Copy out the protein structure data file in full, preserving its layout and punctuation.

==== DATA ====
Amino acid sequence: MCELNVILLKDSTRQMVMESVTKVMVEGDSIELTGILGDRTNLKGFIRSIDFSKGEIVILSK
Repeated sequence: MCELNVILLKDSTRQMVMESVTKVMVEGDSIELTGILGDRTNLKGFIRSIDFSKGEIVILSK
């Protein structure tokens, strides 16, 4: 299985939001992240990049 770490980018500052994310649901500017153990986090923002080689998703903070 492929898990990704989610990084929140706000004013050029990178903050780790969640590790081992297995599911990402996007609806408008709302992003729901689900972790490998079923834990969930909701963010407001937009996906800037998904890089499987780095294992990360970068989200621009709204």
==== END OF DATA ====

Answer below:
Amino acid sequence: MCELNVILLKDSTRQMVMESVTKVMVEGDSIELTGILGDRTNLKGFIRSIDFSKGEIVILSK
Repeated sequence: MCELNVILLKDSTRQMVMESVTKVMVEGDSIELTGILGDRTNLKGFIRSIDFSKGEIVILSK
């Protein structure tokens, strides 16, 4: 299985939001992240990049 770490980018500052994310649901500017153990986090923002080689998703903070 492929898990990704989610990084929140706000004013050029990178903050780790969640590790081992297995599911990402996007609806408008709302992003729901689900972790490998079923834990969930909701963010407001937009996906800037998904890089499987780095294992990360970068989200621009709204």